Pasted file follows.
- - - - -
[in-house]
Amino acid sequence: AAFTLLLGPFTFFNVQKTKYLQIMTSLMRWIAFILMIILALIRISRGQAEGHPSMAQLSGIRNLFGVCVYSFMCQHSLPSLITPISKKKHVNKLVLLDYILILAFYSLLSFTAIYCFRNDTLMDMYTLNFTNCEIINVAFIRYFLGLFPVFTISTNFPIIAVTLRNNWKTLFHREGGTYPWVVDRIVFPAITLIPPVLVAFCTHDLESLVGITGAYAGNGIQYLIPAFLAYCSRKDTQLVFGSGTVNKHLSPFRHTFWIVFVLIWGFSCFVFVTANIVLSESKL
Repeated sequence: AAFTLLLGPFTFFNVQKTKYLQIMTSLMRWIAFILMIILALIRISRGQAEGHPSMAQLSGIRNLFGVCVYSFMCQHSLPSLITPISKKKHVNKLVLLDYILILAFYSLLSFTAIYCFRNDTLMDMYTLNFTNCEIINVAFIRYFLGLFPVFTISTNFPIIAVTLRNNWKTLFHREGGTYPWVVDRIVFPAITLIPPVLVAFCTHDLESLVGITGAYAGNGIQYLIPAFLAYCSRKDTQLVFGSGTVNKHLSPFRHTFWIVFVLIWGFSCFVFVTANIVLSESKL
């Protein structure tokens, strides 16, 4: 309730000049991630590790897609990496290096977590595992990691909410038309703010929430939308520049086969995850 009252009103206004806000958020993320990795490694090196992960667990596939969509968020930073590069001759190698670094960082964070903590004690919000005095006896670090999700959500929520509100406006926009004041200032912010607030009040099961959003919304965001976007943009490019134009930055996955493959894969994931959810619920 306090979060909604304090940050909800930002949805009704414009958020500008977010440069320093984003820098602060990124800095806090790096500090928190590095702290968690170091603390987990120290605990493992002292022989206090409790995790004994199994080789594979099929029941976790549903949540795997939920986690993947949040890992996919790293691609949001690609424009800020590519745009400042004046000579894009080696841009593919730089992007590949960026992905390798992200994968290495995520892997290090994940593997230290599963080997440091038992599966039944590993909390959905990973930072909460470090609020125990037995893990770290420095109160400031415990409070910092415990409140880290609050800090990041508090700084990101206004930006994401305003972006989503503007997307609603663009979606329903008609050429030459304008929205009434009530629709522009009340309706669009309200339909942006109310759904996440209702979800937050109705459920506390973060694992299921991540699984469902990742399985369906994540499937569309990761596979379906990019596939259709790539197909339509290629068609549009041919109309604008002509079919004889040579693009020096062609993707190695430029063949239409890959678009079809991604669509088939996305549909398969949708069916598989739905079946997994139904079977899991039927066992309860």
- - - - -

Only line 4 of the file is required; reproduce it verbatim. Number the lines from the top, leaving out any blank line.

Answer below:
């Protein structure tokens, strides 16, 4: 309730000049991630590790897609990496290096977590595992990691909410038309703010929430939308520049086969995850 009252009103206004806000958020993320990795490694090196992960667990596939969509968020930073590069001759190698670094960082964070903590004690919000005095006896670090999700959500929520509100406006926009004041200032912010607030009040099961959003919304965001976007943009490019134009930055996955493959894969994931959810619920 306090979060909604304090940050909800930002949805009704414009958020500008977010440069320093984003820098602060990124800095806090790096500090928190590095702290968690170091603390987990120290605990493992002292022989206090409790995790004994199994080789594979099929029941976790549903949540795997939920986690993947949040890992996919790293691609949001690609424009800020590519745009400042004046000579894009080696841009593919730089992007590949960026992905390798992200994968290495995520892997290090994940593997230290599963080997440091038992599966039944590993909390959905990973930072909460470090609020125990037995893990770290420095109160400031415990409070910092415990409140880290609050800090990041508090700084990101206004930006994401305003972006989503503007997307609603663009979606329903008609050429030459304008929205009434009530629709522009009340309706669009309200339909942006109310759904996440209702979800937050109705459920506390973060694992299921991540699984469902990742399985369906994540499937569309990761596979379906990019596939259709790539197909339509290629068609549009041919109309604008002509079919004889040579693009020096062609993707190695430029063949239409890959678009079809991604669509088939996305549909398969949708069916598989739905079946997994139904079977899991039927066992309860």